Today for Lent, our passage was Matthew 6:5–6:
Stephen (from Greek):
Whenever you go to pray, do not be as the hypocrites; for they relish to stand and pray in the synagogues and on the street corners, all so that they can be seen of others. Truly I tell you, they have received their reward. But when you pray, go into your inner room, shut the door, and pray to your Father who is in secret. For your Father who sees you in secret will give back to you.
Jasmin (also from Greek):
And when you pray, you will not be as the hypocrites, because they love to pray standing in the synagogues and in the corners of the squares, so that they are seen by men. Truthfully I say to you, they receive in full their wage. But you, when you pray, enter into your inner chamber, and having shut your door, pray to your father who is in secret. And your father who sees in secret will recompense you.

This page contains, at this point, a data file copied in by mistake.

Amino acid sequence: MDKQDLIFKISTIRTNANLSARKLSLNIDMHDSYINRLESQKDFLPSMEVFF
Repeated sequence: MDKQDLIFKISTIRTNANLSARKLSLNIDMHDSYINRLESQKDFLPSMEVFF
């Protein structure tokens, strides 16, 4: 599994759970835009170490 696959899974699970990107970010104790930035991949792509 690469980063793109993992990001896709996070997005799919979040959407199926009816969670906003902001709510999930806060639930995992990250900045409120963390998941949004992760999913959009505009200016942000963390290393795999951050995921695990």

Neal (from Latin):
And when you pray, be not like the hypocrites who are fond of praying in the synagogues and in the corners of the streets so that they may be seen by men. Truly, I say to you, they have received their reward. On the contrary, when you pray within, in your bedroom, with your door closed, you pray to your Father in concealment, and your Father who sees will pay you back.
As a translators note, I am not sure if “when you pray within” is the proper sense of cum ōrābis intra, but intra is most literally translated as “within” or “inside,” and I like the sentiment that not only are you praying privately, but the prayer itself is within yourself, where only your Heavenly Father can hear it.
Also, I find it interesting that neither the Greek nor the Latin appears to justify the assertion made by the KJV that we are rewarded “openly.” Perhaps it helps to remember that the blessings we get from prayer are not always obvious or visible, nor public. Just as prayer is between your and your Heavenly Father, so are the blessings.